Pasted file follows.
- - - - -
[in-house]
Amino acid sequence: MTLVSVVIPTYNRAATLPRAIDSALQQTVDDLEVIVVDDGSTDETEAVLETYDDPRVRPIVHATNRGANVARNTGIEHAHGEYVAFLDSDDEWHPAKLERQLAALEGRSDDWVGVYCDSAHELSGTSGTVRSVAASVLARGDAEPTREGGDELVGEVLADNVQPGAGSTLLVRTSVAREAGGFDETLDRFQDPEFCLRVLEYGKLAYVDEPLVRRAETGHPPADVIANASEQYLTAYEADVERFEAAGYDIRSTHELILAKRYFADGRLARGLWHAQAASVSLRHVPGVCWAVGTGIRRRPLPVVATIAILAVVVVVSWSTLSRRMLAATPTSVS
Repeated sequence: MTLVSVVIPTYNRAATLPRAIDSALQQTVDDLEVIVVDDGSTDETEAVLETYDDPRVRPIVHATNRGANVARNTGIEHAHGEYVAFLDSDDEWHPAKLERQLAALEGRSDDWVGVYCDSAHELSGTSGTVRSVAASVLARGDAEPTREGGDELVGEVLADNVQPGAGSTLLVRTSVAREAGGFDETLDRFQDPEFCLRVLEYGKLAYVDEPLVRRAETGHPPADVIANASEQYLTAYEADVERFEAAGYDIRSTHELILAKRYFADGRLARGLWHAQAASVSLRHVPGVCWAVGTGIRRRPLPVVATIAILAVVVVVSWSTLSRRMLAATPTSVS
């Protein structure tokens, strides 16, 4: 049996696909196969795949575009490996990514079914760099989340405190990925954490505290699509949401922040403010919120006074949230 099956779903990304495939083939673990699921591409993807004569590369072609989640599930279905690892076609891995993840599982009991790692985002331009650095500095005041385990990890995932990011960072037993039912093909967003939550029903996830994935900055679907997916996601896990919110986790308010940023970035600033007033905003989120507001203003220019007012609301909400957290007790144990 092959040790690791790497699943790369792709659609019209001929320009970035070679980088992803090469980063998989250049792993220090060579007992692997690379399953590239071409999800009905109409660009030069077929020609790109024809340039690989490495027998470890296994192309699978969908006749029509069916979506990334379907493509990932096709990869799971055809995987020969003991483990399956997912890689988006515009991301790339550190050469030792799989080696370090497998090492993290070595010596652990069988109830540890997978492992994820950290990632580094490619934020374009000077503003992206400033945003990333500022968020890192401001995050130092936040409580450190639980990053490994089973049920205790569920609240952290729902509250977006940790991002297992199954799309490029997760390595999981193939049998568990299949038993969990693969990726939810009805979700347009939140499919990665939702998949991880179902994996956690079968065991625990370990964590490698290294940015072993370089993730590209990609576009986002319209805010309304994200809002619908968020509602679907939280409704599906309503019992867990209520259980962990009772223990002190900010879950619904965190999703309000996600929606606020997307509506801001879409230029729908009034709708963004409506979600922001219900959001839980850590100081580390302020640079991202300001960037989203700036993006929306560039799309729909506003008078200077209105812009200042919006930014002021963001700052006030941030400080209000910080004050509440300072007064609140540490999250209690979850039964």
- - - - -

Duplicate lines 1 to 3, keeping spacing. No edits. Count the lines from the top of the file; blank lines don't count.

[in-house]
Amino acid sequence: MTLVSVVIPTYNRAATLPRAIDSALQQTVDDLEVIVVDDGSTDETEAVLETYDDPRVRPIVHATNRGANVARNTGIEHAHGEYVAFLDSDDEWHPAKLERQLAALEGRSDDWVGVYCDSAHELSGTSGTVRSVAASVLARGDAEPTREGGDELVGEVLADNVQPGAGSTLLVRTSVAREAGGFDETLDRFQDPEFCLRVLEYGKLAYVDEPLVRRAETGHPPADVIANASEQYLTAYEADVERFEAAGYDIRSTHELILAKRYFADGRLARGLWHAQAASVSLRHVPGVCWAVGTGIRRRPLPVVATIAILAVVVVVSWSTLSRRMLAATPTSVS
Repeated sequence: MTLVSVVIPTYNRAATLPRAIDSALQQTVDDLEVIVVDDGSTDETEAVLETYDDPRVRPIVHATNRGANVARNTGIEHAHGEYVAFLDSDDEWHPAKLERQLAALEGRSDDWVGVYCDSAHELSGTSGTVRSVAASVLARGDAEPTREGGDELVGEVLADNVQPGAGSTLLVRTSVAREAGGFDETLDRFQDPEFCLRVLEYGKLAYVDEPLVRRAETGHPPADVIANASEQYLTAYEADVERFEAAGYDIRSTHELILAKRYFADGRLARGLWHAQAASVSLRHVPGVCWAVGTGIRRRPLPVVATIAILAVVVVVSWSTLSRRMLAATPTSVS